science in terms of establishing nexus between global warming and specific climatic
events, such as typhoons, draughts?; AND (ii) How are the courts dealing with this
level of scientific understanding of the nexus between global warming and specific
events when looking at causation? The issue here is that many cases are dismissed
due to the difficulty of establishing causation.
(b) Climate litigation and the issue of attribution: How do courts resolve the
issue of attribution to hold particular actors legally accountable for its contribution
to climate change? E.g. can company X’s acts/omissions be linked to climate
(c) Climate litigation and the issue of standing: How do courts resolve the issue
of standing in climate litigation cases? Are there good legal theories and/or practices
that tilt the issue of legal standing in favour of the plaintiff? A key case to look at in
respect of this question is the Dutch Supreme Court case Urgenda. It may also be
useful to look at Australia and New Zealand
Students may choose to answer all of these questions or focus on questions (a) and (b)
together without answering question (c) OR focus on question (c) without answering
questions (a) and (b).
These questions are being examined as part of a program of co-operation between the
Castan Centre for Human Rights Law and the Philippines Commission on Human Rights.
Question 2: homelessness
(a) Homelessness and human rights: why is homelessness a serious human
rights violation and who is responsible for it? On the issue of violation, focus upon
the human rights that are violated, being careful to cover both the civil and political
rights and the economic, social and cultural rights, as well as cross-overs between
the two. On the issue of responsibility, focus upon the human rights obligations of
states under international human rights law, including federal states like Australia
(b) Homelessness and the right to housing: Would incorporation of the right to
adequate housing in legislation contribute to ending homelessness and how. In the
Australian context, would this depend upon whether the legislation was state for
federal. Would the answer be different if the right was incorporated in the federal
Constitution? Answer both questions for question 2.
|LAW4158 Indigenous people and the law||Dr Stephen Gray/Kevin Bell|
In 1991, the Royal Commission into Aboriginal Deaths in Custody found that Aboriginal over-representation in custody was the product of the unduly harsh operation of the criminal justice system on Aboriginal people. In particular this was true of minor offences such as offences related to public drunkenness and offensive behaviour. Governments duly promised to improve this situation, but little of practical value has been done. Nearly thirty years later, these same minor offences continue to be largely responsible for the escalating rate of Aboriginal imprisonment.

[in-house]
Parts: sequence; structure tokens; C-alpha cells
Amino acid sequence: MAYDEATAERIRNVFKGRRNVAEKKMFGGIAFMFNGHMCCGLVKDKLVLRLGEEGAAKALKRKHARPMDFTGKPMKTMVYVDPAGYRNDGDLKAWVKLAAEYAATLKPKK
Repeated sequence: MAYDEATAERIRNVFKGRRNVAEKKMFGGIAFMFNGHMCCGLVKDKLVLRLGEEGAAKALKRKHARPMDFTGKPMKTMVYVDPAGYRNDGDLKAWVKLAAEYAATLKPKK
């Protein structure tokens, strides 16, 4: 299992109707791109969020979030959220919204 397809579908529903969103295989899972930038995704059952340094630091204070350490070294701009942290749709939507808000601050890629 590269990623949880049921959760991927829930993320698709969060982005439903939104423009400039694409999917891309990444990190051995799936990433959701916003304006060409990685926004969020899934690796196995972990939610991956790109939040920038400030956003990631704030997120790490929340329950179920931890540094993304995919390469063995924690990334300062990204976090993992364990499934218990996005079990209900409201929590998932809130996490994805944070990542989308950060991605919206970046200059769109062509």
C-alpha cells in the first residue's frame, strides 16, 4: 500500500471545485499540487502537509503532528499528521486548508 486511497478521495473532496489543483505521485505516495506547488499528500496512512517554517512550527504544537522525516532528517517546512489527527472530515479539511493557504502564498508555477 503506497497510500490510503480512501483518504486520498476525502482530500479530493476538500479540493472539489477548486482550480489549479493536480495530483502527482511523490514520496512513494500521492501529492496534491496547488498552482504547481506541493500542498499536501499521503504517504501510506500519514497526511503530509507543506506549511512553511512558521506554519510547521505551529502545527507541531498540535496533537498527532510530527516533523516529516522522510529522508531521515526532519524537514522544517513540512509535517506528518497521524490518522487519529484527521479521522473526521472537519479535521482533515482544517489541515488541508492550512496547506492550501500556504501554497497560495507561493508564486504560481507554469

|LAW4198 Australian commercial law||Drossos Stamboulakis||Various proposals have arisen to establish a court styled as an Australian International Commercial Court, to attract and more effectively resolve commercial disputes with an international dimension. Set out and critically evaluate the desirability of such an initiative.|
LAW4230 Animal law
|Dr Joanna Kyriakakis|
In some instances, it is crucial that courts be able to hear evidence that has been obtained illegally, due to overwhelming public interest considerations. The prosecution of serious animal cruelty is one such category of cases, where the law must favour prosecution.
Critically discuss whether you agree or disagree with this statement, and whether it accurately reflects the law on this issue in Australia, in light of the recent judgment of the High Court in Kadir v The Queen; Grech v the Queen  HCA 1.
|LAW4537 Public policy, regulation and the law||Professor Graeme Hodge||“Public policy priorities of Australian governments have more to do with random chance, wealth and power than a rational decision making process and good public policy objectives”. Analyze this assertion using concepts from LAW4537 and employing relevant case studies to support a balanced assessment of the statement.|
LAW4671 Private Investment law
|Professor Stephen Barkoczy/Tamara Wilkinson||The Australian Government has recently introduced a Bill to reform its Research and Development (R&D) Tax Incentive, including by introducing a new 'intensity premium'. Explain why the Government wants to introduce this premium and the effects that it is likely to have on R&D in Australia. Explore the approaches other countries may have used to encourage R&D intensity under their tax incentive schemes and make suggestions as to how you think Australia may benefit from these approaches.|
|LAW4702 Competition and consumer law||Mel Marquis||Australia has chosen to house core aspects of economic regulation (e.g., in gas, electricity, transport, telecoms, broadband, and postal services) within the same public authority that also enforces competition law and consumer protection law. Develop a comparative institutional analysis which, taking account of relevant international experience, discusses the arguments for and against this combination of competences, and argue (on the basis of the comparative analysis and any other relevant evidence, such as case practice and scholarly literature) in support of your own conclusions regarding this institutional configuration. These conclusions may include, among other findings, recommendations for productive reform.|
LAW4704 Taxation law
|Professor Stephen Barkoczy||It has been said that 'a mere saving of expenditure does not constitute income'. Discuss the extent to which you agree or disagree with this statement and provide cases to support your arguments and the reasons for your conclusion.|
For further information about the Research Project unit, please contact one of the following, preferably by email:
- Law Undergraduate Student Services
Phone: Monash Connect Contact Centre on 1800 MONASH (1800 666 274)
- Associate Professor Gerry Nagtzaam
Phone: +61 3 9905 3330, Email: firstname.lastname@example.org